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Firstly regarding sticky labels: we use labels supplied by Print Systems Ltd (tel: 01562 888066). They’re reusable and don’t damage polish or delicate surfaces – that solves that.

Secondly, while I appreciate Ray Woodruffe’s ‘love’ (Letters, ATG No 2370), he’s missing the point. Of course if you choose to add the buyer’s and seller’s premiums and other charges onto the hammer price of a lot and then deduct what the seller receives, the percentage is less, but fundamentally it seems churlish (and a bit glass houses) to moan about auctioneers’ margins when in many cases the profit margin charged by dealers is a) undisclosed and b) far higher than the percentage auctioneers charge.

A great example of my point is a Victorian rosewood Canterbury I saw sold at a UK auction this year. Having made £340 (on which, I assume the auctioneer made about £100 plus VAT adding together all the charges), I saw the same piece priced retail at £1495! Tell me, what’s the percentage mark-up on that?

I appreciate that not all dealers are working on such margins and indeed, the Canterbury may have stood unsold in the shop for a couple of months, but my point still stands.

The phrase I used was “I don’t begrudge any dealer making any amount of unspecified profit” and I’d hope the same applied in reverse.

“The key is being fair, transparent, offering a good service and being straightforward"

A key part of my original letter was to underline the need to charge the fees we do, especially when selling lower-value lots – simply to make it economically viable to sell them.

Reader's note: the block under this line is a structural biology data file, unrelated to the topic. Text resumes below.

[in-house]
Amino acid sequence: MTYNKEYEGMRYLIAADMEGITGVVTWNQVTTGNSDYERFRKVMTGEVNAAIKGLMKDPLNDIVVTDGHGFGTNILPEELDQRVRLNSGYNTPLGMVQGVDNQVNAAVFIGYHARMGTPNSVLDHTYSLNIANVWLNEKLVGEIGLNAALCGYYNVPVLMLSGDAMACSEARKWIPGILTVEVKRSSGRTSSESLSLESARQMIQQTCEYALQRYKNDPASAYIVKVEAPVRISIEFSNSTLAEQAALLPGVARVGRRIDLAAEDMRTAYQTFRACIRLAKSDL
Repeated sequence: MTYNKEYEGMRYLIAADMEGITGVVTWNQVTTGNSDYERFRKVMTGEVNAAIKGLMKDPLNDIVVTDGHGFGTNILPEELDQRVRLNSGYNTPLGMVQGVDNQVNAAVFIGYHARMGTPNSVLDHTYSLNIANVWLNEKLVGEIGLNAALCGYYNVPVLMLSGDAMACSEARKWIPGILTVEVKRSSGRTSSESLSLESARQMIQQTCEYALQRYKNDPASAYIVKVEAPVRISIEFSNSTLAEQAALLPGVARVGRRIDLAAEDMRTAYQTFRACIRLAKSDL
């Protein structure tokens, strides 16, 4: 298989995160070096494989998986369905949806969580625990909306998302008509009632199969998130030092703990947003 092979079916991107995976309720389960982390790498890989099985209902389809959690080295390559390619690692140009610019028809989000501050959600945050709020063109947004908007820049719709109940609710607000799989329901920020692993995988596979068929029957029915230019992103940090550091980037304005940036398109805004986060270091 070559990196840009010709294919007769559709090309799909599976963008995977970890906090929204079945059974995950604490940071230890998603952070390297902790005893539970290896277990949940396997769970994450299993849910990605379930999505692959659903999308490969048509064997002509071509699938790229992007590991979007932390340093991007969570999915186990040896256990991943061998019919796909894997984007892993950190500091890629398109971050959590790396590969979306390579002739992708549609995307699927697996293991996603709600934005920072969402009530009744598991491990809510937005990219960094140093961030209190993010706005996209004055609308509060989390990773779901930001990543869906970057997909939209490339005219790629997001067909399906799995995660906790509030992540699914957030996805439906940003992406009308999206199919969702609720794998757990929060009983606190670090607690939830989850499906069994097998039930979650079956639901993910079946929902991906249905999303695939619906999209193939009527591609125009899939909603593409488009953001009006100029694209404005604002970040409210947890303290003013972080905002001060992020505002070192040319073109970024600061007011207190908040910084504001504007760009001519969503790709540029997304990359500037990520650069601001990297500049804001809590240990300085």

My firm handles a large volume of house clearance work; were we not to charge our current commissions, it simply would not be worth selling often the majority of items in many of these properties – and I suppose we’d simply transport more items to landfill. Is that what the trade wants? When antique dealers up and down the country start running dry on stock, probably not…

Of course, I’m not defending rip-off fees and certainly we’ve also heard a couple of daft ideas lately relating to the sale of low-value lots which I also don’t endorse, but in order to sustain a viable business we do need to charge appropriately.

The key is being fair, transparent, offering a good service and being straightforward to deal with: these are the principles on which I run my business. As an auctioneer, I am not in the industry to get rich: instead I feel privileged to be able to make a living in such a varied and fascinating environment, dealing with all levels of society and all manner of objects.

I am sorry if not all auction houses operate with the same ethos as mine, but my door is always open to new clients…

Michael Roberts

Head of department

PFK Auctioneers, Cumbria